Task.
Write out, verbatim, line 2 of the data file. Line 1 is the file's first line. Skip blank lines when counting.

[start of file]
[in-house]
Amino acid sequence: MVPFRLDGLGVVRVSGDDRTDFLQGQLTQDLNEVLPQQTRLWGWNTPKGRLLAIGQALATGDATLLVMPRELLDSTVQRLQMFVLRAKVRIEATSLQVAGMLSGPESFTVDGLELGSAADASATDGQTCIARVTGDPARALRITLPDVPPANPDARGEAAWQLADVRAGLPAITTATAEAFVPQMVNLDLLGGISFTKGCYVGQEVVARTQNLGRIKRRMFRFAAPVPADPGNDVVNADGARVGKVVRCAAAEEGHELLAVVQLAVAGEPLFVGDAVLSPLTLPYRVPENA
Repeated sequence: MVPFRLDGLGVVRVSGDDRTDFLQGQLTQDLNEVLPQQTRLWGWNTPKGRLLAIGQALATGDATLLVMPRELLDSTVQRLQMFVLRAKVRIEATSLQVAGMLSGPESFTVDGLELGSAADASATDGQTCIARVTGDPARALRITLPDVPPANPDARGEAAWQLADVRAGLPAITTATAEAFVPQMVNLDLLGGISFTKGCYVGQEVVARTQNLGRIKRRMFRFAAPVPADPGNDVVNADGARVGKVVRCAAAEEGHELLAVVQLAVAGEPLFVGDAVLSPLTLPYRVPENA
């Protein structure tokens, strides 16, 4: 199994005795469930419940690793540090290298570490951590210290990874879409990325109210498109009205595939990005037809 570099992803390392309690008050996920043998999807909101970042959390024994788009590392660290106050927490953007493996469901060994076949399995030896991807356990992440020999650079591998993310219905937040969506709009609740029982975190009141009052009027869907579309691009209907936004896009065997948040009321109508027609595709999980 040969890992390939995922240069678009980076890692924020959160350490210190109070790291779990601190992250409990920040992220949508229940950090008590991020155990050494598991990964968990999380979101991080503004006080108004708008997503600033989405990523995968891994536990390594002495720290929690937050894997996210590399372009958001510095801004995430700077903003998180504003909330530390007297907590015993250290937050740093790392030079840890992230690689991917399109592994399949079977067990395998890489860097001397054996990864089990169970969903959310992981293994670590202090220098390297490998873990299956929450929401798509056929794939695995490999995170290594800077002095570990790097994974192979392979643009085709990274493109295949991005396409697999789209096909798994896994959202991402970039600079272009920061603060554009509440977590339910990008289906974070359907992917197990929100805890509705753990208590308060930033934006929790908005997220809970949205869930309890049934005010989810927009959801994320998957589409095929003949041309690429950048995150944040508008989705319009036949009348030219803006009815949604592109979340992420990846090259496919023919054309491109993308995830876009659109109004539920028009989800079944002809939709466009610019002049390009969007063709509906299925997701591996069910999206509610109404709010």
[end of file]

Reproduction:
Amino acid sequence: MVPFRLDGLGVVRVSGDDRTDFLQGQLTQDLNEVLPQQTRLWGWNTPKGRLLAIGQALATGDATLLVMPRELLDSTVQRLQMFVLRAKVRIEATSLQVAGMLSGPESFTVDGLELGSAADASATDGQTCIARVTGDPARALRITLPDVPPANPDARGEAAWQLADVRAGLPAITTATAEAFVPQMVNLDLLGGISFTKGCYVGQEVVARTQNLGRIKRRMFRFAAPVPADPGNDVVNADGARVGKVVRCAAAEEGHELLAVVQLAVAGEPLFVGDAVLSPLTLPYRVPENA